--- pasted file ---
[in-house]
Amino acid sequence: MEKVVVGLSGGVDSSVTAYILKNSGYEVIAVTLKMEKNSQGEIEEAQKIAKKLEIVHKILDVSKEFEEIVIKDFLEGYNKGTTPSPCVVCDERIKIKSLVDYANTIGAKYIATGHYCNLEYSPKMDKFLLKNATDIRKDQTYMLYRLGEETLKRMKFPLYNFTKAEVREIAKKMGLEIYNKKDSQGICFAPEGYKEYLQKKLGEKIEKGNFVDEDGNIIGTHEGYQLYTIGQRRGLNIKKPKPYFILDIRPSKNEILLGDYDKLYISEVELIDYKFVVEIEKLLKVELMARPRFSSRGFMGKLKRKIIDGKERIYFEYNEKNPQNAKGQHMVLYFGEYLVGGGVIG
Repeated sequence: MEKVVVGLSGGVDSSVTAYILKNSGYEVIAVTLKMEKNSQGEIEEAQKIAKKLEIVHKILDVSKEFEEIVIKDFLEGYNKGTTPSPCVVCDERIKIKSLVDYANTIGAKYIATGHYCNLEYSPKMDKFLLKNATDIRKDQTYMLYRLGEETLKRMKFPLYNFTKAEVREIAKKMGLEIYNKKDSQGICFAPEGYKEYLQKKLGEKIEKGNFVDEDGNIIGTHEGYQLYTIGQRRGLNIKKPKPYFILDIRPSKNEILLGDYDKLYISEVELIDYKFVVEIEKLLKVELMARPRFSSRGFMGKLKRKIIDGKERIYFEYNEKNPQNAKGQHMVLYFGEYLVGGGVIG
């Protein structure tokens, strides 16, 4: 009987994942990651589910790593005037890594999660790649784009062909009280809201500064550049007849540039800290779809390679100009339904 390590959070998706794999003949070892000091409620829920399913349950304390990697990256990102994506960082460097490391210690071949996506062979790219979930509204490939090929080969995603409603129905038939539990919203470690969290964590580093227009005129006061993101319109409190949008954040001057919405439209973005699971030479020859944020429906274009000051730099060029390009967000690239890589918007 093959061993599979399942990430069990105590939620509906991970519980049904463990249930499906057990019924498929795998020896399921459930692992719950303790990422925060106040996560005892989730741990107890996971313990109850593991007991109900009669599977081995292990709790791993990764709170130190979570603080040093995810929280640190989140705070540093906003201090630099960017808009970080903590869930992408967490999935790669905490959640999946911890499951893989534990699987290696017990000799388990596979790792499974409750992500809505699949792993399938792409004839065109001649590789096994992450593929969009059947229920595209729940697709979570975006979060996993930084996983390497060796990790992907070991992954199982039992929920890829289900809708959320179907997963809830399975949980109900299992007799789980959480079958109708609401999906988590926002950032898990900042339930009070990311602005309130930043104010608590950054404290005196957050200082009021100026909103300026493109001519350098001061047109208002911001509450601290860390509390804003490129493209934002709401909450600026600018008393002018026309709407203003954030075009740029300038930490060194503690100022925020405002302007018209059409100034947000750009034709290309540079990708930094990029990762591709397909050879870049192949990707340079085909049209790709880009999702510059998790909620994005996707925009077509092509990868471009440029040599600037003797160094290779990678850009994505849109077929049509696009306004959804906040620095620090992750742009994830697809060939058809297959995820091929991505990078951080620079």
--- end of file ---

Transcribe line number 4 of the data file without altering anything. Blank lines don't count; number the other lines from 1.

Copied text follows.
């Protein structure tokens, strides 16, 4: 009987994942990651589910790593005037890594999660790649784009062909009280809201500064550049007849540039800290779809390679100009339904 390590959070998706794999003949070892000091409620829920399913349950304390990697990256990102994506960082460097490391210690071949996506062979790219979930509204490939090929080969995603409603129905038939539990919203470690969290964590580093227009005129006061993101319109409190949008954040001057919405439209973005699971030479020859944020429906274009000051730099060029390009967000690239890589918007 093959061993599979399942990430069990105590939620509906991970519980049904463990249930499906057990019924498929795998020896399921459930692992719950303790990422925060106040996560005892989730741990107890996971313990109850593991007991109900009669599977081995292990709790791993990764709170130190979570603080040093995810929280640190989140705070540093906003201090630099960017808009970080903590869930992408967490999935790669905490959640999946911890499951893989534990699987290696017990000799388990596979790792499974409750992500809505699949792993399938792409004839065109001649590789096994992450593929969009059947229920595209729940697709979570975006979060996993930084996983390497060796990790992907070991992954199982039992929920890829289900809708959320179907997963809830399975949980109900299992007799789980959480079958109708609401999906988590926002950032898990900042339930009070990311602005309130930043104010608590950054404290005196957050200082009021100026909103300026493109001519350098001061047109208002911001509450601290860390509390804003490129493209934002709401909450600026600018008393002018026309709407203003954030075009740029300038930490060194503690100022925020405002302007018209059409100034947000750009034709290309540079990708930094990029990762591709397909050879870049192949990707340079085909049209790709880009999702510059998790909620994005996707925009077509092509990868471009440029040599600037003797160094290779990678850009994505849109077929049509696009306004959804906040620095620090992750742009994830697809060939058809297959995820091929991505990078951080620079």